Laboratory Relocation in Three Stages

A project manager and relocation team can help navigate all stages of a laboratory move

By Michelle Dotzert, PhD

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Laboratory relocation can be broken down into three stages: pre-move preparation, final preparation and the move itself, and post-move recommissioning and setup. These stages require substantial planning and organization, as well as expertise to safely transport equipment and samples and set up a functional new space. As such, laboratory relocation is a large, complex project that can benefit from a project manager and expert team. Working with a relocation service provider can take the stress out of every phase and minimize disruptions to daily operations.

The initial planning phase is critical for a successful lab relocation. “Ideally, lab planning should begin as soon as it is decided that a new lab space is needed,” says Angelo Filosa, portfolio director, Global Professional Services at PerkinElmer. This process involves creating a budget and timeline, developing decommissioning and recommissioning protocols, informing key stakeholders, and dozens of logistical considerations such as transportation. Disruptions and downtime can be costly, and for some, it may be advantageous to relocate without fully shutting down operations. This is feasible; however, it will require lots of planning. Filosa recommends “staging moves in different phases or scheduling during nonoperational times” to minimize disruption.

When the move begins, all the processes that were laid out in the planning phase must be managed. A relocation service provider can not only aid in the planning phase, but can also manage logistics during the move. Equipment must be properly decommissioned, packed, and transported safely to ensure it arrives in good working order. Service providers have the supplies and expertise required to carefully pack all types of instruments and arrange for appropriate transportation.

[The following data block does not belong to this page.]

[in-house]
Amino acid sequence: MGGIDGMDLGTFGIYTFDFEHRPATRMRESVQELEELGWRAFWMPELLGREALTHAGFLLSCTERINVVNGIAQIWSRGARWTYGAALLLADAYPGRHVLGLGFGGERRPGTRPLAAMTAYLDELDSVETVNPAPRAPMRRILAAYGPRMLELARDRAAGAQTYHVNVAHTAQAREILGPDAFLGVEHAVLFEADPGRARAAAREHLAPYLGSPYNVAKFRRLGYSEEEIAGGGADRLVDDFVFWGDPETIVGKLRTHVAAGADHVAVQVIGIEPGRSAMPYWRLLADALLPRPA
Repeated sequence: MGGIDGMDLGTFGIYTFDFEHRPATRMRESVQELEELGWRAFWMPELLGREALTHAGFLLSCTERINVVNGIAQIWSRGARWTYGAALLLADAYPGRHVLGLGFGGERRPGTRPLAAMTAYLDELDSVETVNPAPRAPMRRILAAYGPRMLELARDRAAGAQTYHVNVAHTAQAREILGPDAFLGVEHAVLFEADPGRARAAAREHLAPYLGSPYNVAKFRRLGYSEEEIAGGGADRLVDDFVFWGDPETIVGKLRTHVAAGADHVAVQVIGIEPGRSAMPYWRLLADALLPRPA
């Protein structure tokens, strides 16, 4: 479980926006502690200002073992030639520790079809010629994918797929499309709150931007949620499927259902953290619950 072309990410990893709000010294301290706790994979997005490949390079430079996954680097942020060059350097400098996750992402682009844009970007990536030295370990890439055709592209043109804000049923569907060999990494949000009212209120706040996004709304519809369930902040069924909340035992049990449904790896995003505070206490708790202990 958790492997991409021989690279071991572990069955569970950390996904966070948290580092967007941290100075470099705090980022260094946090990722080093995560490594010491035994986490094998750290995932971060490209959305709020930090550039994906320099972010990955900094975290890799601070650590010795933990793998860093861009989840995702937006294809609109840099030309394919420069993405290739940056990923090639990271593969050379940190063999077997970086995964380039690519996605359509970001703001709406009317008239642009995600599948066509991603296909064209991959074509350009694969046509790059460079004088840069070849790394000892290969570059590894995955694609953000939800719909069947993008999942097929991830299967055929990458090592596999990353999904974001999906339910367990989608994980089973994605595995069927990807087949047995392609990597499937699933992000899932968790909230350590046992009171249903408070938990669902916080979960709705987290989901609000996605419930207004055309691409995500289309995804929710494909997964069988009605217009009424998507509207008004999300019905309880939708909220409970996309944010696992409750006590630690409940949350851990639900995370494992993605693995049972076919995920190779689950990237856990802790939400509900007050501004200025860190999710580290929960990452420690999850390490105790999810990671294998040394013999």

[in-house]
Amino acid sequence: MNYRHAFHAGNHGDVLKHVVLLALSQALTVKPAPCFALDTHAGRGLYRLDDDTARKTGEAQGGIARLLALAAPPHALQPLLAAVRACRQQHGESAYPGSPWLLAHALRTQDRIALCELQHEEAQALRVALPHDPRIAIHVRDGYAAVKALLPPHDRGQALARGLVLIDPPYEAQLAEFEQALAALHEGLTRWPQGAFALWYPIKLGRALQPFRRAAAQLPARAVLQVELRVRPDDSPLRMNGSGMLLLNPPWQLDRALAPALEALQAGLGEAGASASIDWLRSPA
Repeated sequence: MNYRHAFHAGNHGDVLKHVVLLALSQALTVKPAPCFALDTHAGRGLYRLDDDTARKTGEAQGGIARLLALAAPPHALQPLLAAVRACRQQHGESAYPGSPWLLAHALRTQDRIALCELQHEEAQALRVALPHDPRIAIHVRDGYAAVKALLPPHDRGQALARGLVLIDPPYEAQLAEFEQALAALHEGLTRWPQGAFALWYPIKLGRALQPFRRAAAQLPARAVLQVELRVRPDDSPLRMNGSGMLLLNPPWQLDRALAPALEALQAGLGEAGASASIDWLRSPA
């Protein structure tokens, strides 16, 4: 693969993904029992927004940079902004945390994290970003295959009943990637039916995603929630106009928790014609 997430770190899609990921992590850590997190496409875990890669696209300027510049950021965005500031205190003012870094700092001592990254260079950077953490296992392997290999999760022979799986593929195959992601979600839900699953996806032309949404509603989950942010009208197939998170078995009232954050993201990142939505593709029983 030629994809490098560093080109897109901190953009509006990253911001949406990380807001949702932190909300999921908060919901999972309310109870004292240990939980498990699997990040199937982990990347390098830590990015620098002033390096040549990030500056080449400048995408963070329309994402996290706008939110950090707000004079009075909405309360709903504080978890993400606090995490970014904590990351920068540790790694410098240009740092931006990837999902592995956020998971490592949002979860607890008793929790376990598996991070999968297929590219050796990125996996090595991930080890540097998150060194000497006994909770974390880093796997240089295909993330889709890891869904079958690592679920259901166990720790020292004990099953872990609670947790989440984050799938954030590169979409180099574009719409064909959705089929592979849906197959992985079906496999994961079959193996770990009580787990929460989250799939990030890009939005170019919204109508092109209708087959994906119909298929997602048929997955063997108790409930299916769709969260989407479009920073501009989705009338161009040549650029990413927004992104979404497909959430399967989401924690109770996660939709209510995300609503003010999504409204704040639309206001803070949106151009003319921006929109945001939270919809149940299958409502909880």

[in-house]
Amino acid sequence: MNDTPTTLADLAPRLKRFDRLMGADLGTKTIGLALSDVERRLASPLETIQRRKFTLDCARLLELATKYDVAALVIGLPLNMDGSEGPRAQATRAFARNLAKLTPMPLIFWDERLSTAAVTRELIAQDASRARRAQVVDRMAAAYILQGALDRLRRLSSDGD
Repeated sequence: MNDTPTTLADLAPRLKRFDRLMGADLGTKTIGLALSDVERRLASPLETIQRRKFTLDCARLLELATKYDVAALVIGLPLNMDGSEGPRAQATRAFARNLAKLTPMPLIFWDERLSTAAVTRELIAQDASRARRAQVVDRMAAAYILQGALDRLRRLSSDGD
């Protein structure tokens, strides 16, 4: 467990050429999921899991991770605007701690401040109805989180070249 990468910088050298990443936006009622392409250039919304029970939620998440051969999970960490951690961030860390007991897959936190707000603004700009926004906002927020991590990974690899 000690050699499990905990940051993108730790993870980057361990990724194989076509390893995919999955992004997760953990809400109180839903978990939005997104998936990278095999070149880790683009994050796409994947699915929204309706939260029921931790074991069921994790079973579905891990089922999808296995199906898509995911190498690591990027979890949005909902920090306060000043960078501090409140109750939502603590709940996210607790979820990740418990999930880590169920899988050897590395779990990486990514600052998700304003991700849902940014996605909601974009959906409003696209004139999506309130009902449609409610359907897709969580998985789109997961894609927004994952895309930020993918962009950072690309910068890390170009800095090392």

Challenges arise during relocation when any number of details are overlooked. “A simple yet important detail like using freight versus passenger elevators to safely handle the weight of instruments during a move should be factored in,” explains Filosa. A project manager and relocation team are aware of all the considerations and are able to account for every detail to make the transition as efficient as possible. It is also inevitable that adjustments and contingency execution will be required, making it important to work with a project manager and team that can adapt quickly.

Once equipment, supplies, and samples have been moved to the new laboratory space, the post-move phase begins. According to Filosa, “You need to manage recommissioning of instruments, validation and qualification of instruments, and getting instruments and software onboarded so they can be used again as soon as possible by scientists.” There may also be some infrastructure needs to address such as IT connections, temperature and humidity control, and water and gas connections. Some service providers offer additional services following the move to help resume normal operations.

Laboratory relocation is a large, complex project that requires a wealth of planning, along with an effective manager and support team. Working with a relocation service provider during every stage can ensure a smooth transition and minimize workflow disruptions.

Published In

Laboratory Trends Magazine Issue Cover
Laboratory Trends

Published: July 11, 2019

Cover Story

Laboratory Trends

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